The Bible is full of iconic stories, many of which are alluded to in literature, art, music and film. Even if you don’t believe that the Bible is the Word of God, it’s important to understand the characters and stories to really appreciate the references. This week, let’s take a look at the story of David and Bathsheba.
Bathsheba is introduced in 2 Samuel 11. King David notices a beautiful woman bathing while he is walking on the roof of his palace. David’s army is off to war, but he stayed home. He sent a person to inquire about the woman. Her name is Bathsheba and she is married to Uriah, who serves in the army. Even knowing that Bathsheba was married, David sent for her and slept with her.
Was Bathsheba Guilty?
The Bible doesn’t record whether Bathsheba was willing or not. Some believe that she deliberately enticed him, but others believe that David was the instigator. She probably had no choice in the matter. Who could refuse the king? Women had little authority. With her husband away, she was vulnerable. The other clue that the storyteller gives us that it was David’s fault is that he should have been away at war, with his army.
Bathsheba became pregnant. After she tells David, the King sends for Uriah, ostensibly to find out about the war, but it was really to conceal his sin. David hopes that Uriah will go home and sleep with Bathsheba. Thus, Uriah will assume the child is his. After Uriah meets with the King, Uriah is sent home, but Uriah has other ideas. He sleeps with the palace guard. He cannot go home to be comfortable when he knows that his commander, Joab, and the army are sleeping in tents.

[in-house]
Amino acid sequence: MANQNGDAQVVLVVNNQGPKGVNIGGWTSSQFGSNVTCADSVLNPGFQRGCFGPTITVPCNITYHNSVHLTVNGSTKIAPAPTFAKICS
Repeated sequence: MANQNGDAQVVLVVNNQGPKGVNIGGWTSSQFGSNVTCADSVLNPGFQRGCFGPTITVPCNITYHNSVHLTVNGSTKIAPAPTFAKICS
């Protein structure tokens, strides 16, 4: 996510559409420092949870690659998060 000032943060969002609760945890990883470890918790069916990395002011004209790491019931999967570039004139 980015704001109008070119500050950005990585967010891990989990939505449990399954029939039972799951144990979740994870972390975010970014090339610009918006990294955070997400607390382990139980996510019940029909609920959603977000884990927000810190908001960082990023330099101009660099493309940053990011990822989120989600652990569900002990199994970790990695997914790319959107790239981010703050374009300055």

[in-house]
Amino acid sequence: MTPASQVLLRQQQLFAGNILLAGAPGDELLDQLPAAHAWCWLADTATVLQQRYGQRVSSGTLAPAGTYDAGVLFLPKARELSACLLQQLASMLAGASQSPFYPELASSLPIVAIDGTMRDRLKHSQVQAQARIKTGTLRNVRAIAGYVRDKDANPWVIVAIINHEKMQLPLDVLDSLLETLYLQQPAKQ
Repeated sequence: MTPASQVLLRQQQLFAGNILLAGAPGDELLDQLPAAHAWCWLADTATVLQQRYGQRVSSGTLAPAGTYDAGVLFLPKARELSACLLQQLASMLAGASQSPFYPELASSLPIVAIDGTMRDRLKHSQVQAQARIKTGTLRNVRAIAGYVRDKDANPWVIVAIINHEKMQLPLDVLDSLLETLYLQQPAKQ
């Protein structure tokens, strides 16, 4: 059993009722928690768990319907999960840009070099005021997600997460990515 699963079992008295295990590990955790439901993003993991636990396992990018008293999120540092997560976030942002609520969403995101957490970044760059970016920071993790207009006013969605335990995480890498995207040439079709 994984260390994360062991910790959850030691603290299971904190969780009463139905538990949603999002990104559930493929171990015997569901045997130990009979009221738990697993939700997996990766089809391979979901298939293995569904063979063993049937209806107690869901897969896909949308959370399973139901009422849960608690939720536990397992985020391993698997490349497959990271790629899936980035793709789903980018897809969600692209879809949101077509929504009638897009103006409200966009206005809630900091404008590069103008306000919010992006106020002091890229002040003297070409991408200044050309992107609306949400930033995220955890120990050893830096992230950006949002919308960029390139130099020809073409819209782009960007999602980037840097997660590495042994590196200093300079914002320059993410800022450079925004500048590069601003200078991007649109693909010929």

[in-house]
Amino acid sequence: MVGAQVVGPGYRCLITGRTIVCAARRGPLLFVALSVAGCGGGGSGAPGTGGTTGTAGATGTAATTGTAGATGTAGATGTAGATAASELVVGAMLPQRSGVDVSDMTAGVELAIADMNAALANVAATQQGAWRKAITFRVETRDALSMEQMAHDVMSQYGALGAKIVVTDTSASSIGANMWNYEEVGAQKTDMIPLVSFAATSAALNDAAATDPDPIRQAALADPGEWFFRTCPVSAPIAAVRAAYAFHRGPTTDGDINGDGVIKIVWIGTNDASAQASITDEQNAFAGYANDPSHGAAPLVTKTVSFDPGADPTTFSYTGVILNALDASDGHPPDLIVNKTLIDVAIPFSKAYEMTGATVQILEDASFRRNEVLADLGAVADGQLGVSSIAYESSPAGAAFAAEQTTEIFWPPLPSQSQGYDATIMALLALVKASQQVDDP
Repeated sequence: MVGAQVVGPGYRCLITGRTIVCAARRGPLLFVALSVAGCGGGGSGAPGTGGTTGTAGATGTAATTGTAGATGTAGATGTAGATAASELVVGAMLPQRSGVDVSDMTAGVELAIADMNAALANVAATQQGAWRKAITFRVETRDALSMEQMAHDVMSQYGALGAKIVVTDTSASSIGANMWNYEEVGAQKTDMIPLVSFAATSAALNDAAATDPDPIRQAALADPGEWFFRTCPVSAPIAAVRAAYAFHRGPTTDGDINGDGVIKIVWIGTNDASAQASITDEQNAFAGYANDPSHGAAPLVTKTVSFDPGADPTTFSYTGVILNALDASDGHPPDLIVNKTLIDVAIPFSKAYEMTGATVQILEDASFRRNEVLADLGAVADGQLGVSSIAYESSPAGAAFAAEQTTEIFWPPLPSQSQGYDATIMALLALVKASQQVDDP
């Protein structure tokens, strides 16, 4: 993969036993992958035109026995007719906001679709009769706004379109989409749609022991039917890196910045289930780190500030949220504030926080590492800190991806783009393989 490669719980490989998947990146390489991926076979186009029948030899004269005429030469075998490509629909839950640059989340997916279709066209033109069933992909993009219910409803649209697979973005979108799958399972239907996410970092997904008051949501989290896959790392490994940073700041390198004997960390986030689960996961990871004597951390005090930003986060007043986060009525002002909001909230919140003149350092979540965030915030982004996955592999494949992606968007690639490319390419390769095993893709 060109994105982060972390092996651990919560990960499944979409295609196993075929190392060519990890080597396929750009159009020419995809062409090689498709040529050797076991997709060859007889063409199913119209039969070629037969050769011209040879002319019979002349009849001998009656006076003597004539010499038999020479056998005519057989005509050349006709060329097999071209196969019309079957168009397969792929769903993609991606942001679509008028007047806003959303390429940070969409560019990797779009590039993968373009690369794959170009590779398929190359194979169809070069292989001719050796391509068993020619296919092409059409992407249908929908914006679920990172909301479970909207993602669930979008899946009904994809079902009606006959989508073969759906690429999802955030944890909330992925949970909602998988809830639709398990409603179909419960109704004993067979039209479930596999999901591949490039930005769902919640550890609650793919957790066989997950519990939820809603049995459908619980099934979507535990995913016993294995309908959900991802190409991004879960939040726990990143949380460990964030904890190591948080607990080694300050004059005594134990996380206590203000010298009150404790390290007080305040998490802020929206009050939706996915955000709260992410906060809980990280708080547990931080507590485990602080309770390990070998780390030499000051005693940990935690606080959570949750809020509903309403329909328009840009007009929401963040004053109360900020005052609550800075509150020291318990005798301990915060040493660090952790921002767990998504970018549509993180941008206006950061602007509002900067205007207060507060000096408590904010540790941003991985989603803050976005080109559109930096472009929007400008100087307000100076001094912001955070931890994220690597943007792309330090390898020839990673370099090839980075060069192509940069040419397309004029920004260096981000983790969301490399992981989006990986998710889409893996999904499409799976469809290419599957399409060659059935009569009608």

David cannot convince Uriah to go home. Instead, David sends him back to the front with a message for Joab instructing the commander to put Uriah out in front where the fighting is the worst. David sends Uriah to his death. The last verses in 2 Samuel 11 say that Bathsheba mourned for Uriah. Then she was brought to David and became his wife. She bore a son.
The story continues in chapter 12. The Lord is displeased with David. The priest, Nathan, rebuked David. When David acknowledged his sin against the Lord, he was forgiven. But the priest told David that the consequences would be that the son born to Bathsheba would die. David prayed and mourned, hoping God would change his mind, but the baby did die. Nowhere in David’s rebuke is Bathsheba mentioned.
David comforted Bathsheba. They had another child, Solomon, who would be the next king. Bathsheba held the throne for Solomon when David died. It’s thought that she foreshadows the role of Jesus’ mother, Mary. Whether she was willing, the enticer or the enticed, she is mentioned in the book of Matthew as an antecedent of Jesus, but as Solomon’s mother, the wife of Uriah, not the wife of King David.
Pop Culture References
The story of David and Bathsheba is memorialized in a Rembrandt painting that hangs in the Louvre, but many artists of the Reformation created artwork around the story. Susan Hayward played Bathsheba in a 1951 movie. Sir Arthur Conan Doyle used the story in one of his Sherlock Holmes novels.
Thomas Hardy based his “Far from the Madding Crowd” on the story of Bathsheba and the King. The novel is considered one of the greatest love stories of all time. It’s set in fictional Wessex, a region of England, but uses the theme of love and betrayal between David, Bathsheba and Uriah.
The story of Bathsheba lacks information from her point-of-view, but she must have been a strong woman to lose so many loved ones to death and still stay strong for her son.